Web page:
Periodically we wind up with some small chore that would be easy to accomplish in the US, but seems to take ages to sort out from abroad. For example, I got picked for jury duty in SF. All I needed to do was fill out some form on the Superior Court website letting them know I moved, but the website would never resolve… I checked it several times per day on multiple devices, even using a VPN service, but no luck. Ultimately, my Dad was able to access the site and fill out the form for me. For some reason, I couldn’t access the site from Sweden.
So when The German was notified that the IRS couldn’t process his tax return, we braced ourselves for the worse. (Funny that the IRS was able to cash his check just fine, yet not process the paperwork.) After some back and forth with Deloitte over email, it turned out he could just print and sign a single page, and then mail it back to Deloitte, who would sort out the rest. Sounds simple, right?
Step 1 was to find a printer. After locating a Kinkos-esque type of place, we spent 30 minutes trying to transfer the file to them. The file was on his phone, and they said they have a new spam filter and the email he sent wasn’t coming through. They only had PCs so we couldn’t AirDrop the file to them. And they didn’t seem interested in actually helping us, so we left. They claimed they would email us when they received his document. Unsurprisngly, we haven’t heard from them.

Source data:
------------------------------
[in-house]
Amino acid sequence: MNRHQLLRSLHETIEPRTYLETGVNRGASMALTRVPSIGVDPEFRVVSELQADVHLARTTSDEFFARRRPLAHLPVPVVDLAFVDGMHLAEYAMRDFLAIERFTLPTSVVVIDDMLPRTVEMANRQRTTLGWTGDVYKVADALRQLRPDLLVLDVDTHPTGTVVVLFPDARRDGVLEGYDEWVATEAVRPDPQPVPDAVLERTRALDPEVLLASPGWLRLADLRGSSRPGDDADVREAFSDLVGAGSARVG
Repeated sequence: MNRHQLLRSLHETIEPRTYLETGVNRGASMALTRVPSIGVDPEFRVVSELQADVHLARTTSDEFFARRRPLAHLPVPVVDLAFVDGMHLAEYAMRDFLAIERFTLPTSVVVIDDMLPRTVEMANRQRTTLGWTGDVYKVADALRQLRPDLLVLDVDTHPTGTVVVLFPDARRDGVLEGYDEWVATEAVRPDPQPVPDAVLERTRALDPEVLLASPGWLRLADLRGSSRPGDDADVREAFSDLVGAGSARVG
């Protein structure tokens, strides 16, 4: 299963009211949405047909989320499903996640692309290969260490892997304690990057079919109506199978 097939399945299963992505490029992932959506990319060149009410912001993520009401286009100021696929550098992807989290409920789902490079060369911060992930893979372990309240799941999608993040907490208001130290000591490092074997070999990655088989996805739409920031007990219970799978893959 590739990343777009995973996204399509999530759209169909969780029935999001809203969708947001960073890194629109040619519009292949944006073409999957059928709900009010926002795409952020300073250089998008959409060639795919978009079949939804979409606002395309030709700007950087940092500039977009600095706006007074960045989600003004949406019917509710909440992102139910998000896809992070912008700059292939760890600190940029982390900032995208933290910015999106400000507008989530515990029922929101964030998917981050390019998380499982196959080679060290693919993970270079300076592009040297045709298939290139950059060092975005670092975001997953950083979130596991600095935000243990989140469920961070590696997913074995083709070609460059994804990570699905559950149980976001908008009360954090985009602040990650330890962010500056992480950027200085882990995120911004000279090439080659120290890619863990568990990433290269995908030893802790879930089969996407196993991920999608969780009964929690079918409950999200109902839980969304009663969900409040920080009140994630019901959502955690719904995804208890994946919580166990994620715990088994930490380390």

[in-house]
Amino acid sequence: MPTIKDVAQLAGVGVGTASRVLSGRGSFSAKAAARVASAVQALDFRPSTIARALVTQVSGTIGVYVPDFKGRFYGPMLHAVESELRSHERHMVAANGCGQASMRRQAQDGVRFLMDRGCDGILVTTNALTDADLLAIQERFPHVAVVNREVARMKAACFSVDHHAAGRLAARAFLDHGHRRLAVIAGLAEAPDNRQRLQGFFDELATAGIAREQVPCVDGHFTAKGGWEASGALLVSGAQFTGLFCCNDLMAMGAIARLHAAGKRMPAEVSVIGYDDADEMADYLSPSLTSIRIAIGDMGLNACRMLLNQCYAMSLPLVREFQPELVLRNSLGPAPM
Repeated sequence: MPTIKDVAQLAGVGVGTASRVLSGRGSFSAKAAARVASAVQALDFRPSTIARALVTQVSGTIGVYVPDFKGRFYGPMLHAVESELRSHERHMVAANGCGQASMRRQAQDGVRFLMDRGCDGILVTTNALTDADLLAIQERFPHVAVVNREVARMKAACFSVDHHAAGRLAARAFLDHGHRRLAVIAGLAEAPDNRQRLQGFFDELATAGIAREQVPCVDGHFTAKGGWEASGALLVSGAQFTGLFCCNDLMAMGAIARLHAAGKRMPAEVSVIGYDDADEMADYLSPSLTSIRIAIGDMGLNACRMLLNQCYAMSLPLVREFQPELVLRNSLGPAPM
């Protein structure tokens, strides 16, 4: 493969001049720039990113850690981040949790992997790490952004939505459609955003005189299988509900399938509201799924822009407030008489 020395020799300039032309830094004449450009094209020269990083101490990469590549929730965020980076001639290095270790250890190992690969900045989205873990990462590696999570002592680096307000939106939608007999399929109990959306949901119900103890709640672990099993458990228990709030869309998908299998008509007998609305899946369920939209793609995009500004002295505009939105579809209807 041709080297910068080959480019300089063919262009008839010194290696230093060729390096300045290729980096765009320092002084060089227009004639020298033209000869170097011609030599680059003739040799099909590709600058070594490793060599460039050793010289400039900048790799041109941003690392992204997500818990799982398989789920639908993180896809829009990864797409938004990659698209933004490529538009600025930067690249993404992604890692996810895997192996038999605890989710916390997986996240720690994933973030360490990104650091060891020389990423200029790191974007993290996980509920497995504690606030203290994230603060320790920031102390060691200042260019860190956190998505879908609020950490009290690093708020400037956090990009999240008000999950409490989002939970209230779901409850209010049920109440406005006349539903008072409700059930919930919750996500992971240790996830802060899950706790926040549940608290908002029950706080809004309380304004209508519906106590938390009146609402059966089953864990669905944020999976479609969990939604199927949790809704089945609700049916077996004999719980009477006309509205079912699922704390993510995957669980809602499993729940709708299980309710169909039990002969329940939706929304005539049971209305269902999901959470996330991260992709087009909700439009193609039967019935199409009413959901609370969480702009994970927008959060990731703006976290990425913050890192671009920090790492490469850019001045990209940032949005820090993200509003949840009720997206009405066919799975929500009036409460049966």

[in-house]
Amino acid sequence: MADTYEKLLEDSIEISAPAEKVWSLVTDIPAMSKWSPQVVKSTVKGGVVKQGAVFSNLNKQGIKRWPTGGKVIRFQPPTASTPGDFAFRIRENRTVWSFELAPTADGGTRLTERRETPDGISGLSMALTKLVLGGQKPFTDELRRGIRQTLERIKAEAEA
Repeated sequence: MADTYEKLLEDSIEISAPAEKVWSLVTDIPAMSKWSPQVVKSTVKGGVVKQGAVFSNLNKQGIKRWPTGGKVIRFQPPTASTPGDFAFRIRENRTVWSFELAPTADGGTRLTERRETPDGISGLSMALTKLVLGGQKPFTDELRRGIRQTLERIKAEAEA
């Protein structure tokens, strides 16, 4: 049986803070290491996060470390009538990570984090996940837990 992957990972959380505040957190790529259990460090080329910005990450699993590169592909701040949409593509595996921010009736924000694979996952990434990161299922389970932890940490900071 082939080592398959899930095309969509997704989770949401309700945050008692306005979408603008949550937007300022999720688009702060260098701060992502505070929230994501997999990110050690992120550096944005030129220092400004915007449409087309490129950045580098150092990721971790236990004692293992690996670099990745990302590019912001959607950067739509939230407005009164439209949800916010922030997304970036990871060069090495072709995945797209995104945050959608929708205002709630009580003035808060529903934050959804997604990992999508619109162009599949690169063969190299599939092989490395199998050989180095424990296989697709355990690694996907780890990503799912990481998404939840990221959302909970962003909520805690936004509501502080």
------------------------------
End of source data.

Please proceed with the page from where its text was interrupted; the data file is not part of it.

We were meeting a friend at their office before going out to dinner, so we thought we’d try there. At first, it looked like the printer wasn’t working. However, the magical “try turning it off and turning it on again” did the trick and we got it printed… on A4 paper. (Hopefully this doesn’t come back to haunt him but there’s really no way to get 8.5 x 11 sized paper here.)
The next day, we spent about 30 minutes in a 4 block radius trying to locate a post office. Google and Apple maps were failing us. We eventually asked someone in a convenience store, who told us a bunch of Swedish street names we didn’t really understand so we just wandered in the direction he was gesturing. Ultimately, through a combination of Google Translate, aimless wandering and sheer luck, we managed to find an official postal counter inside a grocery store.
But from there, I think the whole transaction took less than 5 minutes! We stood in a short line and then were greeted by friendly clerks, who helpfully explained all the mailing options, sold us a single envelope, and efficiently sorted out the postage. They loaned us a pen to address the envelope, double-checked it all looked good, and wished us a nice day! And when the clerks weren’t busy helping postal customers, they acted as cashiers for the grocery store!
This is pretty much the opposite of every experience I’ve had at the Castro post office, where there’s only one grumpy employee, moving as slowly as possible, unable to find your package, and absolutely not caring about any aspect of their job. Maybe the USPS could get some tips from the Swedish Post…